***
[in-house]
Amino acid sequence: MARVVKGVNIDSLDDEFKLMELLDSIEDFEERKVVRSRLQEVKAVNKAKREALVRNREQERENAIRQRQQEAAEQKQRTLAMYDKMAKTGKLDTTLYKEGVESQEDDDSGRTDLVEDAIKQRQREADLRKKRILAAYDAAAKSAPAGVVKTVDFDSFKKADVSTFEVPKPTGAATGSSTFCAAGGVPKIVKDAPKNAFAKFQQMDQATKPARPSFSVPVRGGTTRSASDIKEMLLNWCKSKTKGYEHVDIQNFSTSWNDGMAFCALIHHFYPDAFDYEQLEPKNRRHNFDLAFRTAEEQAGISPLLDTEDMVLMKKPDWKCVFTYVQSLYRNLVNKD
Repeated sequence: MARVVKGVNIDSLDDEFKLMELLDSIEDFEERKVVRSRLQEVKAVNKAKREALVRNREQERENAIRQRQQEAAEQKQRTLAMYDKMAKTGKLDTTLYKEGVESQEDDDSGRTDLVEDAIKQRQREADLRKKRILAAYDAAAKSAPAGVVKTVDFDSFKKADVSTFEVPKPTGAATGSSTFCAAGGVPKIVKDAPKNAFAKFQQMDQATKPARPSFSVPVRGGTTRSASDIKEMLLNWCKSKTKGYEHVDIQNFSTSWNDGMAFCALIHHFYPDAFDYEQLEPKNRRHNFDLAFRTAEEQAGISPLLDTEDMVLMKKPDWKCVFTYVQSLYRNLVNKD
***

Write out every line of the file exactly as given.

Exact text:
[in-house]
Amino acid sequence: MARVVKGVNIDSLDDEFKLMELLDSIEDFEERKVVRSRLQEVKAVNKAKREALVRNREQERENAIRQRQQEAAEQKQRTLAMYDKMAKTGKLDTTLYKEGVESQEDDDSGRTDLVEDAIKQRQREADLRKKRILAAYDAAAKSAPAGVVKTVDFDSFKKADVSTFEVPKPTGAATGSSTFCAAGGVPKIVKDAPKNAFAKFQQMDQATKPARPSFSVPVRGGTTRSASDIKEMLLNWCKSKTKGYEHVDIQNFSTSWNDGMAFCALIHHFYPDAFDYEQLEPKNRRHNFDLAFRTAEEQAGISPLLDTEDMVLMKKPDWKCVFTYVQSLYRNLVNKD
Repeated sequence: MARVVKGVNIDSLDDEFKLMELLDSIEDFEERKVVRSRLQEVKAVNKAKREALVRNREQERENAIRQRQQEAAEQKQRTLAMYDKMAKTGKLDTTLYKEGVESQEDDDSGRTDLVEDAIKQRQREADLRKKRILAAYDAAAKSAPAGVVKTVDFDSFKKADVSTFEVPKPTGAATGSSTFCAAGGVPKIVKDAPKNAFAKFQQMDQATKPARPSFSVPVRGGTTRSASDIKEMLLNWCKSKTKGYEHVDIQNFSTSWNDGMAFCALIHHFYPDAFDYEQLEPKNRRHNFDLAFRTAEEQAGISPLLDTEDMVLMKKPDWKCVFTYVQSLYRNLVNKD